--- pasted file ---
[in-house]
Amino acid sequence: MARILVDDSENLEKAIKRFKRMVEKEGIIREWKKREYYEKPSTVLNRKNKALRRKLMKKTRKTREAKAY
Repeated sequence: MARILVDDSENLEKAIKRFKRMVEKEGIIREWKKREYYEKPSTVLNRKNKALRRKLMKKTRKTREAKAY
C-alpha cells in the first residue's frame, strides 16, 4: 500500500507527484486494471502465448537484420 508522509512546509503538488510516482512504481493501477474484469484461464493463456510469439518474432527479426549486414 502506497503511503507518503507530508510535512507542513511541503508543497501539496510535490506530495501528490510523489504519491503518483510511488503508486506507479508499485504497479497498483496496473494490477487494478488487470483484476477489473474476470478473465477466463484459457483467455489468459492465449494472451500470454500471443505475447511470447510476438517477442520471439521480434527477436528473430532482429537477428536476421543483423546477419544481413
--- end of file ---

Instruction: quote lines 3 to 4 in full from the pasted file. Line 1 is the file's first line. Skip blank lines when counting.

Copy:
Repeated sequence: MARILVDDSENLEKAIKRFKRMVEKEGIIREWKKREYYEKPSTVLNRKNKALRRKLMKKTRKTREAKAY
C-alpha cells in the first residue's frame, strides 16, 4: 500500500507527484486494471502465448537484420 508522509512546509503538488510516482512504481493501477474484469484461464493463456510469439518474432527479426549486414 502506497503511503507518503507530508510535512507542513511541503508543497501539496510535490506530495501528490510523489504519491503518483510511488503508486506507479508499485504497479497498483496496473494490477487494478488487470483484476477489473474476470478473465477466463484459457483467455489468459492465449494472451500470454500471443505475447511470447510476438517477442520471439521480434527477436528473430532482429537477428536476421543483423546477419544481413